10 Ignored Behaviors That Cost You Money

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Every day we make hundreds of decisions: what to wear, what to eat, where we go, what we do, what we buy, and more. Our learned behaviors play a large role in how we make these decisions: some we learned from family members, some we learned the hard way, and some are just how we learned to do it on our own. Some of these behaviors are alright and some are not great. Today I’m going to look into some of the behaviors I’ve seen or done and how they cost you money.


1. Not Taking Care of Yourself

It is important to go to all your medical appointments, psychiatric appointments, therapy sessions, AA/NA meetings, Weight Watchers meetings, etc.-however you go about getting the care you need. This may cost some money how but it will save you so much overall.

2. Smoking

It’s expensive and goes against Number 1.

3. Drinking Excessively

See Number 2.

4. Illegal Behaviors

In case you are unfamiliar, court fees and legal fines are expensive. Having limited job options can be expensive. Not having a driver’s license is expensive. Pretty much all the consequences of illegal behaviors are negative. So don’t speed, steal, gamble, or worse activities because the end result is not going to be pretty or cheap.



5. Spending Money You Don’t Have

Put the credit card down and repeat after me: “If I can’t buy it with cash, I can’t afford it.” Repeat this statement until you believe and live it. Rinse and repeat as needed.

6. Impulse buying

A lot of times we are presented with offers designed to make us spend money. This includes radio ads, commercials, internet ads, emails, magazines, stuff in the checkout lane, and even the things placed on endcaps. My personal weakness is the email ad. Thankfully I signed up for Unroll.Me and now I get a single email every day that’s got the handful of sales emails I’m still signed up for. I’ve found that doing it this way shows me all the sales at once makes me less inclined to buy anything.

7. Shopping Without A List

First of all, if you do not know what you want when you go to buy, you’re not going to be satisfied. This not only applies to grocery shopping, but also to other purchases. I know that when I don’t research purchases I want to make, I end up buying something that isn’t really what I want so I end up buying a different version. It’s exhausting and expensive, so just don’t do it.

Caring For Your Stuff

8. Not Doing Routine Car Maintenance

If you ignore routine maintenance on your car, you’re going to need to buy a new car. New cars are expensive, but repeatedly buying crappy cars is even more expensive (see #9).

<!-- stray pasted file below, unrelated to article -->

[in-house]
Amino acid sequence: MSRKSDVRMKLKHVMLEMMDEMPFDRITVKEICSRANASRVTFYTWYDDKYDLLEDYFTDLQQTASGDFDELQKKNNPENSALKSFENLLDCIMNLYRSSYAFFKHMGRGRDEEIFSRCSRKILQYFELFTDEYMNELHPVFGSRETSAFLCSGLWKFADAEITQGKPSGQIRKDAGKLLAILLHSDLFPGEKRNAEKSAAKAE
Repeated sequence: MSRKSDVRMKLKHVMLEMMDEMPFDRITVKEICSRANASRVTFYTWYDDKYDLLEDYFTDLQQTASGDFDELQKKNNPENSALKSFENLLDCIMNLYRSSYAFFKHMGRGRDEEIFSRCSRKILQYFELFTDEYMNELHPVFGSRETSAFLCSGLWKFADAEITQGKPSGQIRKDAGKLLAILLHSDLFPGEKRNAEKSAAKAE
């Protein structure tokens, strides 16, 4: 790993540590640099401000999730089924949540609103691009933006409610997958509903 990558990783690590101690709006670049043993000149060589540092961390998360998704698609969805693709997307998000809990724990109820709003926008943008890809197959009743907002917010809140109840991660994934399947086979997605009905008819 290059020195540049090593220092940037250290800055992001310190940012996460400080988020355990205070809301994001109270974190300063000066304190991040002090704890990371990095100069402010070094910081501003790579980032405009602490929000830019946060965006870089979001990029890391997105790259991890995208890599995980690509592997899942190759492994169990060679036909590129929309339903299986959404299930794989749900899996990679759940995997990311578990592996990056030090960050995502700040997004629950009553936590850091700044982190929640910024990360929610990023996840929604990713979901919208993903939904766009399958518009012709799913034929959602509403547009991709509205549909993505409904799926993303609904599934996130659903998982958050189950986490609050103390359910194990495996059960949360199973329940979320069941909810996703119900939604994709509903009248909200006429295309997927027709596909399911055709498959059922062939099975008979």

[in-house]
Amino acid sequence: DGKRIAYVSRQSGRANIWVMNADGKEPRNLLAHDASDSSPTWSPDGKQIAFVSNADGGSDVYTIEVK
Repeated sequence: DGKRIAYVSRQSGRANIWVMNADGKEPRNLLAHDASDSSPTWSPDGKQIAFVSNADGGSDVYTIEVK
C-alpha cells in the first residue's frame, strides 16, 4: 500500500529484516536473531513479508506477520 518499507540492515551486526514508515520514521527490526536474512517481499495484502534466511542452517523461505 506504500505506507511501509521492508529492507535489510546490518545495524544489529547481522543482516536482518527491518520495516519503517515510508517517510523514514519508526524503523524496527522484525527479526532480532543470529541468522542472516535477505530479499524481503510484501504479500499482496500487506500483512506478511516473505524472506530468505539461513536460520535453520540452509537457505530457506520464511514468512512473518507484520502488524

9. Buying Cheaply Made Items (Frugal vs. Cheap)

Think about this for a minute: Would you rather buy a $50 pair of sandals that will last you 10 years of constant wear OR a $5 pair of sandals that will last you about 25 wears? It’s more expensive in the long run to have to replace several cheap items than to invest once in well-made items. For example, I wore the same pair of Chaco’s Sandals for 5 years until my dog ate the straps (see #10). They cost about $70 and I seriously wore them probably 1,000+ times by the time they got retired.

10. Store Your Items Properly

This is not limited to storing your groceries, but also books, movies, electronics, exercise equipment, clothing, and more. Like the example I provided in Number 9, if you have dogs that like to chew, don’t give them access to things you don’t want to be destroyed.
10 Ignored Behaviors That Are Costing You Money

Your Turn

What behaviors have you ignored that cost you money?

4 thoughts on “10 Ignored Behaviors That Cost You Money

  1. These are very common budget busters. When I evaluated my finances recently I realized I was seriously over spending on dining out. Even though I eat out during happy hour and lunch, those $10 here and $15 there begin to add up. I am glad I usually take a monthly assessment so that I can curb bad habits before they have gone too far.

  2. These are great reminders. I used to never shop with a list, and I was always left without getting everything I needed. My husband was the one who pushed me to carry around a list, and I can say that I don’t even think about going to the store without one. I’ve had shoes destroyed by our pets one too many times! lol

    1. Yes! I used to be so bad about not using a list when shopping. I definitely ended up with 5 jars of peanut butter, never enough eggs, and all of that jazz. I eventually started using a list and now it’s the darnedest thing: I actually get everything I need when I go to the store!
      P.S. After Scout ate my shoes, I started storing them in a higher, safer place.

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